An Evaluation of the Effectiveness of Photodynamic Therapy (PDT) Compared to Surgical Resection in Early Stage Roentgenographically Occult Lung Cancer.
Lung cancer is currently the leading cause of death in both women and men in the United
States and continues to be a major problem in several other countries in the world.
Detection, localization, and surgical treatment at an early stage, provides the best
opportunity for long-term survival for patients with non-sma11 cell lung cancer at this
time. Studies examining the utility of screening patients at high risk for lung cancer with
sputum cytology and chest roentgenograms showed that, despite a higher frequency of
detecting and resecting early cancers in the screened group, there was no difference between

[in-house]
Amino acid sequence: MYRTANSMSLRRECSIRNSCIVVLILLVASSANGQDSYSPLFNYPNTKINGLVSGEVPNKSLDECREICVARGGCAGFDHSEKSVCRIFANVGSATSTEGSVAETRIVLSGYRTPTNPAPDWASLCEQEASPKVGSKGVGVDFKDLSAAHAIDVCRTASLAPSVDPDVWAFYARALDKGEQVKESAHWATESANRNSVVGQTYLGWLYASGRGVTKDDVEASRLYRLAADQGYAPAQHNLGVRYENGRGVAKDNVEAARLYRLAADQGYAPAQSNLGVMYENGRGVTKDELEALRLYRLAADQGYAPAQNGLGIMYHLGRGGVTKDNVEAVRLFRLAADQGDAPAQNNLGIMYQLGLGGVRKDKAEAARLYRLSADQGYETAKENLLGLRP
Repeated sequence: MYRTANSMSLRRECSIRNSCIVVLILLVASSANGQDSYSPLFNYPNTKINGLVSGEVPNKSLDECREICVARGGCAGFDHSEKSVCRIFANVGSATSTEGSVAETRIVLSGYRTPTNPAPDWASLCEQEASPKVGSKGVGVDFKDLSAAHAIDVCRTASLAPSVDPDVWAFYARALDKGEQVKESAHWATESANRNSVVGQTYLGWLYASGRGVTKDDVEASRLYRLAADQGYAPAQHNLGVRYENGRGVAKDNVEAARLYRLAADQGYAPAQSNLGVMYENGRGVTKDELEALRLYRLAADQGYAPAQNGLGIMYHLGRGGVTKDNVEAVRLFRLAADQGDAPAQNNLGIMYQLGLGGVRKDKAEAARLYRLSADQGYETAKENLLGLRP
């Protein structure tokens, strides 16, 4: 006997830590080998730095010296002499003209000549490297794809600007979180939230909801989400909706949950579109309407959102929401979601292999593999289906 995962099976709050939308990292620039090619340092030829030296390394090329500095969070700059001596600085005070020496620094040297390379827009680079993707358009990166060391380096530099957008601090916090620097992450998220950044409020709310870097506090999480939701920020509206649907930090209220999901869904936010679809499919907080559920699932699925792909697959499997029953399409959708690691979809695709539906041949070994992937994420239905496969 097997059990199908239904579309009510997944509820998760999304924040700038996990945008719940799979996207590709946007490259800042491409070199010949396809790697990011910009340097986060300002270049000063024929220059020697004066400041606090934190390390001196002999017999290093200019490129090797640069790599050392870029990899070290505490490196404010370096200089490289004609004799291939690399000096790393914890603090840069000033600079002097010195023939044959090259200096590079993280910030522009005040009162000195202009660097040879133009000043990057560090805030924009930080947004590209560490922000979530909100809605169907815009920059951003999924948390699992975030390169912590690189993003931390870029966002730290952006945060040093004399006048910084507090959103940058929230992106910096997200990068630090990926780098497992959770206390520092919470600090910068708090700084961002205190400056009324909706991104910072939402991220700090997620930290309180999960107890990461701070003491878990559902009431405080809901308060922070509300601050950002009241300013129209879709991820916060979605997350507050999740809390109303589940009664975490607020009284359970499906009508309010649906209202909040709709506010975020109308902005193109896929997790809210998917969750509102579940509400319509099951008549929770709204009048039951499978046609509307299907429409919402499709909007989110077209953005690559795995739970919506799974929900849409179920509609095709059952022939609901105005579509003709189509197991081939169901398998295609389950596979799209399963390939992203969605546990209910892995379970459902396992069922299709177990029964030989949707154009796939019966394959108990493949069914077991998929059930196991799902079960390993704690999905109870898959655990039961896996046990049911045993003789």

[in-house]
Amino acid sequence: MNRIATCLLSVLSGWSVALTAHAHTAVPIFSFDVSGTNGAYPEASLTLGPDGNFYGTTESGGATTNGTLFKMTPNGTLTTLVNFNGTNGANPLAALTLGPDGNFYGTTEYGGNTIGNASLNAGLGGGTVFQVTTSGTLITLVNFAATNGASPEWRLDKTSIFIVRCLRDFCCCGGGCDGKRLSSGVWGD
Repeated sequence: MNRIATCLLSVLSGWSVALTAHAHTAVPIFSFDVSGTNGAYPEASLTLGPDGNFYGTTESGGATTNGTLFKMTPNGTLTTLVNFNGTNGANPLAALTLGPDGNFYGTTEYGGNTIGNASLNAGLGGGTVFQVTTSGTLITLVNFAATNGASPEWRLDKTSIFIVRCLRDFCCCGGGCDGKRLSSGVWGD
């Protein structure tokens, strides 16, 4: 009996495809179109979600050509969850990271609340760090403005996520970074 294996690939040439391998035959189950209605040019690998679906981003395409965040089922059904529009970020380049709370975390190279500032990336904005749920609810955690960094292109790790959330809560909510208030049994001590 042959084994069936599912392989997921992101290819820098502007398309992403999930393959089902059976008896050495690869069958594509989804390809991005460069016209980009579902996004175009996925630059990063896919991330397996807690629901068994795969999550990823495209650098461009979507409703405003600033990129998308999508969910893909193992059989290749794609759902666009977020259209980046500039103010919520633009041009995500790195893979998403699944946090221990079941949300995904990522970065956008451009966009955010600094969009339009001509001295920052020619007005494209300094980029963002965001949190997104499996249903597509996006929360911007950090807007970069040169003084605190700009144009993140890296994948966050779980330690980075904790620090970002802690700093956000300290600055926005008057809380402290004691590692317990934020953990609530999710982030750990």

the screened group and the control group in overall cancer mortality.
The purpose of this study is to determine if photodynamic therapy (PDT) is an alternative to
surgical resection in patients with early stage) roentgenographically occult squamous cell
carcinoma of the lung who are candidates for surgery. If PDT is successful, it would remove
the indication for surgery and eliminate the need for an operation. The specific goals are
to evaluate the impact of PDT on these patients by determining the percentage of patients
who are spared surgery as wel1 as the following: morbidity, overall mortality, lung cancer
mortality, the rate of subsequent lung cancer, the relative cost of PDT and surgery, the
change in pulmonary function over time, the effect on quality of life, and the patient
preferences for PDT and surgery.
Intervention Model: Single Group Assignment, Masking: Open Label, Primary Purpose: Prevention
Evaluate the impact of PDT on these patients by determining the percentage of patients who are spared surgery.
Eric S. Edell, M.D.
United States: Food and Drug Administration
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